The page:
Last weekend we finally saw Avengers: Endgame, which wraps up the Avengers series of movies as they’ve been set up since Iron Man back in 2008, and is basically the second half of the movie started in last year’s Infinity War.
Before I get to the spoilers I’ll say this: Infinity War was basically 2-1/2 hours of set-up, was way overstuffed with too many characters, and Thanos was a pretty limp villain, not strong enough to carry the movie, and with basically unbelievable motivations. Endgame benefits from a much smaller cast (for most of the movie) and more room to breathe, but at 3 hours long also contains a lot of material that could have just been cut, or replaced with better material. Still, it’s a fairly satisfying wrap-up to the story, and has a number of great scenes (which were sorely lacking in Infinity War).
It seems two remnants of Playland survived its closure: One, the Musée Méchanique, moved to Fisherman’s Wharf on the other side of the city when the Cliff House was renovated starting in 2002. The other is the Camera Obscura, located in a small building accessible by a short trail to the left of the Cliff House, or by stairs to its right leading to a paved area behind the building. While I’d visited the Musée several times at its location here, I don’t remember the Camera at all, and feel like I only heard of it a year or so ago.
We parked in a nearby lot which had broken car glass in many spaces. My guess is that people park there at night to go walking and that’s when most of the break-ins occur. We didn’t see any cars with broken windows. There’s also street parking, as well as the lot for the Lands End Lookout building, above the Baths.
Admission was $3 for each of us, but it was well worth it for the novelty: The Camera had a 360° angle of view, and once the operator turns it on, it slowly rotates through its arc, projecting the image of the area around the building on a large concave wooden panel in the middle of the room. Viewers must slowly walk around the panel to stay oriented to the image, but it is amazingly sharp and clear. Which makes sense, since what we think of as a “camera” – film or digital – has a resolution of the image it produces, while this camera has effectively infinite resolution – or, at any event, probably higher resolution than the human eye can perceive.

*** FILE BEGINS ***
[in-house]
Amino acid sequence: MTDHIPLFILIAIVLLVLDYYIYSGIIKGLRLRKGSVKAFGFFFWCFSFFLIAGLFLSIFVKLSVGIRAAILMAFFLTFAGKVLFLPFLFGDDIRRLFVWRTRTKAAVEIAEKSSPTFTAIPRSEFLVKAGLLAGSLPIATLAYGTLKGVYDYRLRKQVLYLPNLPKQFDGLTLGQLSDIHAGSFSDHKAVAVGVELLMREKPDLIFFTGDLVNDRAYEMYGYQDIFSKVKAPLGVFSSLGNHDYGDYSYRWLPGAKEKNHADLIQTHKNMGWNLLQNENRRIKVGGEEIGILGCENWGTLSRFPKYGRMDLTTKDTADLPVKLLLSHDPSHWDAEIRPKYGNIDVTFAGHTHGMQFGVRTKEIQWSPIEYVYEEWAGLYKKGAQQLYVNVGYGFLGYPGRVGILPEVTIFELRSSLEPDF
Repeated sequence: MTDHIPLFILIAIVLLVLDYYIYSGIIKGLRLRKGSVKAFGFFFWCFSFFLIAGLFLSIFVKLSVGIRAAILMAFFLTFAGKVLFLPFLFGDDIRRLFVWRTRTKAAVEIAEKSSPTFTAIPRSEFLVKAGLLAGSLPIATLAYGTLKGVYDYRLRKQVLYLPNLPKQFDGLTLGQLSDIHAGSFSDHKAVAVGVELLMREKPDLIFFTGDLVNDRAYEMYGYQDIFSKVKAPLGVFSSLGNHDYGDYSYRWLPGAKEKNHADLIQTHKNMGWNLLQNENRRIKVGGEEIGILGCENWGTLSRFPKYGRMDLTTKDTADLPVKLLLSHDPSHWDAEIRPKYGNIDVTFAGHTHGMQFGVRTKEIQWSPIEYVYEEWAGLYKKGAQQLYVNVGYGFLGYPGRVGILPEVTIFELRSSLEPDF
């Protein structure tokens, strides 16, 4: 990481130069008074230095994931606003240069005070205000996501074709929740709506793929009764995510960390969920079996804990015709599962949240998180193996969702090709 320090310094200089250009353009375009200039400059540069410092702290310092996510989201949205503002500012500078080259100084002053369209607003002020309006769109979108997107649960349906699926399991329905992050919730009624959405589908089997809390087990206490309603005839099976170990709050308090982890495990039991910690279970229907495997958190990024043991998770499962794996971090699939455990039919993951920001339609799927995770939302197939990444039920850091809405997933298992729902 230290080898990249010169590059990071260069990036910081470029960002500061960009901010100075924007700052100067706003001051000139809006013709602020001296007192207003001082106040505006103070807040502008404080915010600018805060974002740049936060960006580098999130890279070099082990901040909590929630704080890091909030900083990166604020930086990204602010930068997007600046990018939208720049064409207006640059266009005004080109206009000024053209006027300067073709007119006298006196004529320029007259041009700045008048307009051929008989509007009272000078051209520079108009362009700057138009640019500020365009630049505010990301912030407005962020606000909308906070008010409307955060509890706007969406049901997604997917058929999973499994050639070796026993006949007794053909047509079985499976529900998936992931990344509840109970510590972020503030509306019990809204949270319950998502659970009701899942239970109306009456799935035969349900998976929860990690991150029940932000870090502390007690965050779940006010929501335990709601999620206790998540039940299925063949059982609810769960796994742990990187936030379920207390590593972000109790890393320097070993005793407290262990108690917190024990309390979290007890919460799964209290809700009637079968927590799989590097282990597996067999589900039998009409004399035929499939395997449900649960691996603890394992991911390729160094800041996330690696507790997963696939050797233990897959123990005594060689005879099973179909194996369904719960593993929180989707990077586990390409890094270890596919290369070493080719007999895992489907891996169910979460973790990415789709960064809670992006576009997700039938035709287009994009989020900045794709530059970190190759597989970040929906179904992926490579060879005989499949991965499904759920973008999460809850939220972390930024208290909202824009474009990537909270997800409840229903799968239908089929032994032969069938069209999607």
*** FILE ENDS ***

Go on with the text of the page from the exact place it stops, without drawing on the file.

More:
It takes about six minutes to complete the circuit, so during the second cycle when the camera was pointed at the Cliff House, Debbi and I checked out the small but neat collection of holograms around the room.
The Camera Obscura is in some ways emblematic of San Francisco historical sites. Most of SF was destroyed in the 1906 earthquake, so most of the historical sites that remain have a sort of immediacy to them: Some of them, like the Camera, are still functioning. Others were functioning within the lifetimes of many people living (such as Alcatraz). In a way this is a testament to the pace of technological (and sometimes social) progress in the last century: The Camera Obscura is still pretty cool today, and it must have been pretty awesome when it opened in the late 1940s. Nonetheless, though that was only 70 years ago, it feels like a different era in history. But the Camera is not a relic, it’s a representative.
Today is my 20-year anniversary of working at Apple. Where does the time go?
I went back and read the entry I wrote about moving to California and starting work at Apple, and it’s, uh, a little embarrassing. I guess I was… enthusiastic? But also young. Not that 30 – which I had just turned at the time – is all that young, but myself at 30 reads as young to me, 20 years later. Ranting about stupid tech problems, a silly dig at Microsoft (which was still on top of the world at the time, rankling many an Apple fan), a strange surface sense of self-awareness that nonetheless makes me think, “This guy, he has no idea.”